Saturday, December 03, 2005

(**) The Paleo Diet by Loren Cordain

The Paleo Diet by Loren Cordain

  • Paleolithic people ate no dairy food. Imagine how difficult it would be to milk a wild animal, even if you could somehow manage to catch one.

  • Paleolithic people hardly ever ate cereal grains. For most ancient people, grains were considered starvation food at best.

  • They didn’t salt their food

  • The only refined sugar they ate was honey, when they were lucky enough to find it.

  • Wild, lean animal protein intake was quite high by modern standards, while carbohydrate consumption was much lower [Atkins’ like].

  • All carbs came from nonstarchy wild fruits and vegetables. The fiber intake was much higher than the typical modern diet.

  • Major fats were healthful, monounsaturated, polyunsaturated, and Omega 3 fats. P10

Scientists found that the people who ate the most fruits and vegetables had the greatest bone mineral densities and the strongest bones… What about calcium?…The main factor that determines calcium loss is yet another kind of balance – acid/base balance. If you diet has high levels of acid, you’ll lose more calcium in your urine; if you eat more alkaline foods, you’ll retain more calcium… Diets rich in fruits and vegetables (these are alkaline foods) significantly reduce urinary calcium loss in a study of 459 men and women… Cereals, dairy products ,legumes, meat, fish, eggs produce net acid loads in the body. The worst offenders are hard cheeses, which are rich sources of calcium. Unless you get enough fruits and vegetables, eating these acid rich foods will actually promote bone loss. P16

Our ancestors spent much of their time outdoors, and they manufactured all the vitamin D they needed from the sun’s natural rays. Today, many of us get insufficient sunlight exposure to synthesize optimal levels of vitamin D… We would all do well to incorporate some of the StoneAge lifestyle and make sure to get some daily sunshine. P28

In Paleolithic times, starchy foods weren’t also salty… Sweet foods were never also fatty. And fatty foods were almost never also starchy. P34 Today we have potato chips, ice cream, and donuts. These are fake foods; not naturally occurring combinations of starch, fat, and sugar.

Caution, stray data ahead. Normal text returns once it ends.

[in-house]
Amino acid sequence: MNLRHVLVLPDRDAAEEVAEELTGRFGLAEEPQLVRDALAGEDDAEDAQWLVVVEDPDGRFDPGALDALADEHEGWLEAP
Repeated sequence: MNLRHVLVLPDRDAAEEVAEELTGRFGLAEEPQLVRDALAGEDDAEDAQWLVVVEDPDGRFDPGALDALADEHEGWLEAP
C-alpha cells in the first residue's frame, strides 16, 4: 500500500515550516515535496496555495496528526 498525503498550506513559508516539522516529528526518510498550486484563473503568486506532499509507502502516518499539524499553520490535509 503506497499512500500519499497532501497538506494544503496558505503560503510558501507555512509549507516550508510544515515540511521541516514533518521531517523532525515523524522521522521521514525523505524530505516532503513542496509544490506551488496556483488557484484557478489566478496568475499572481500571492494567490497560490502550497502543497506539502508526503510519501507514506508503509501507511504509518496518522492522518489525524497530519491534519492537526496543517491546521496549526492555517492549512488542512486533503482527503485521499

We can only tolerate a certain amount of protein at a time – about 200 to 300g per day. Too much protein makes us nauseated, causes diarrhea, and eventually can kill us. This is why our ancestors needed to eat fat along with lean meat, or they needed to supplement the lean meat with carbohydrate from plant foods. Early explorers and frontiersmen knew this too. They were painfully aware of the toxic effect of too much lean protein; they called the illness ‘rabbit starvation’… Rabbits and squirrels are 83% protein and 17% fat; a mule deer is 40% protein, 60% fat. If you ate nothing but squirrel, you would rapidly exceed the body’s protein ceiling. On the other hand, if you only had deer to eat, you’d be doing fine. You would not develop protein toxicity… This is why Paleolithic hunters risked their lives hunting larger animals. P40

One of the great dietary myths in the Western world is that whole grains and legumes are healthful. The truth is that these foods are marginal at best… They weren’t part of the Paleo diet. Almost all cereal grains were eaten whole or were so crudely milled that nearly the entire grain remained intact… which meant a more moderate rise in blood sugar level… Even whole wheat bread made from flour ground by steel roller mills does the same thing to your blood [as most processed non-whole grain flours] because the flour particle size is uniformly small – so it’s virtually no different from white flour. P46

During the digestive process, your body breaks down food into its basic components – carbs, fats, proteins – and turns them into energy it can use. To get the energy from the food, the body must spend some of its own energy… In order for the body to obtain energy from protein, it must give up 3 times more energy than it needs for either fat or carbs. What this means is that protein boosts your metabolism and causes you to lose weight more rapidly than the same caloric amounts of fat or carbohydrate… Studies show that a high protein increased total energy expenditures by 12% (220 calories) compared to a calorically matched high carb diet. Think about it. You don’t have to cut calories one bit. You can lose 20 to 30 pounds in a year with no change in caloric quantity of food you eat or even change your exercise habits. P64

1 comment:

Paula said...

Wow I found your blog quite informative! This particular entry I found interesting. I never considered what people's diet in the past was like.